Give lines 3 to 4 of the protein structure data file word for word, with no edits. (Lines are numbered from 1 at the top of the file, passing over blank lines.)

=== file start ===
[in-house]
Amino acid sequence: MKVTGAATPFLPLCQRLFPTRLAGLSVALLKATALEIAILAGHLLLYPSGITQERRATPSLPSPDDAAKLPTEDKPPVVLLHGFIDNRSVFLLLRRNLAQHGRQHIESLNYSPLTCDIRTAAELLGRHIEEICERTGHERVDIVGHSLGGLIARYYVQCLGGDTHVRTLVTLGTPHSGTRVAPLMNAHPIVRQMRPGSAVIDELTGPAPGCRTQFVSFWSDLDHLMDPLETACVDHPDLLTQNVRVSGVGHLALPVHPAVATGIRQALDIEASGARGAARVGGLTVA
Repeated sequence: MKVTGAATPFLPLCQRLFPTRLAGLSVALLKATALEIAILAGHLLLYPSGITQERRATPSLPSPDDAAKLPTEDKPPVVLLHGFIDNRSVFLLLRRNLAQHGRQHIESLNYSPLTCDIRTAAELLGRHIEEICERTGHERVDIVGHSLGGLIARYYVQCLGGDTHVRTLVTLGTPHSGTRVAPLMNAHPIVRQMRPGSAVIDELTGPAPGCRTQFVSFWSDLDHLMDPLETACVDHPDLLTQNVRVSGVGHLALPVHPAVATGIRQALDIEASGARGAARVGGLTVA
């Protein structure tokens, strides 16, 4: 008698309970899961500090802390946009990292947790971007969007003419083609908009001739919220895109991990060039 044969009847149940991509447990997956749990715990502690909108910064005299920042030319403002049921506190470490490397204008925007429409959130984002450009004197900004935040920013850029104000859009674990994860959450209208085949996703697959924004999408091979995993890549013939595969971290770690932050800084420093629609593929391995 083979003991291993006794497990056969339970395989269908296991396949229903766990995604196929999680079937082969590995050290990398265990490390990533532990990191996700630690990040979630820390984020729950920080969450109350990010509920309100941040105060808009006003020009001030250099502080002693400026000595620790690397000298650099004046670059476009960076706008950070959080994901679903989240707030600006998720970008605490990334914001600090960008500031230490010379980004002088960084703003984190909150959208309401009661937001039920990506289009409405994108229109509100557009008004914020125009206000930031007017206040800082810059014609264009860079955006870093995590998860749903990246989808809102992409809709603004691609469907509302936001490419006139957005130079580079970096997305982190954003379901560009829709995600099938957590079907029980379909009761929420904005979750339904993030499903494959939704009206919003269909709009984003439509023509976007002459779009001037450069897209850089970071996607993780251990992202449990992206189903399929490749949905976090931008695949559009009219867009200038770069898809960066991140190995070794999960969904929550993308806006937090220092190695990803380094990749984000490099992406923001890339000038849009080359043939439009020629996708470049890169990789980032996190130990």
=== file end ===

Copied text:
Repeated sequence: MKVTGAATPFLPLCQRLFPTRLAGLSVALLKATALEIAILAGHLLLYPSGITQERRATPSLPSPDDAAKLPTEDKPPVVLLHGFIDNRSVFLLLRRNLAQHGRQHIESLNYSPLTCDIRTAAELLGRHIEEICERTGHERVDIVGHSLGGLIARYYVQCLGGDTHVRTLVTLGTPHSGTRVAPLMNAHPIVRQMRPGSAVIDELTGPAPGCRTQFVSFWSDLDHLMDPLETACVDHPDLLTQNVRVSGVGHLALPVHPAVATGIRQALDIEASGARGAARVGGLTVA
């Protein structure tokens, strides 16, 4: 008698309970899961500090802390946009990292947790971007969007003419083609908009001739919220895109991990060039 044969009847149940991509447990997956749990715990502690909108910064005299920042030319403002049921506190470490490397204008925007429409959130984002450009004197900004935040920013850029104000859009674990994860959450209208085949996703697959924004999408091979995993890549013939595969971290770690932050800084420093629609593929391995 083979003991291993006794497990056969339970395989269908296991396949229903766990995604196929999680079937082969590995050290990398265990490390990533532990990191996700630690990040979630820390984020729950920080969450109350990010509920309100941040105060808009006003020009001030250099502080002693400026000595620790690397000298650099004046670059476009960076706008950070959080994901679903989240707030600006998720970008605490990334914001600090960008500031230490010379980004002088960084703003984190909150959208309401009661937001039920990506289009409405994108229109509100557009008004914020125009206000930031007017206040800082810059014609264009860079955006870093995590998860749903990246989808809102992409809709603004691609469907509302936001490419006139957005130079580079970096997305982190954003379901560009829709995600099938957590079907029980379909009761929420904005979750339904993030499903494959939704009206919003269909709009984003439509023509976007002459779009001037450069897209850089970071996607993780251990992202449990992206189903399929490749949905976090931008695949559009009219867009200038770069898809960066991140190995070794999960969904929550993308806006937090220092190695990803380094990749984000490099992406923001890339000038849009080359043939439009020629996708470049890169990789980032996190130990």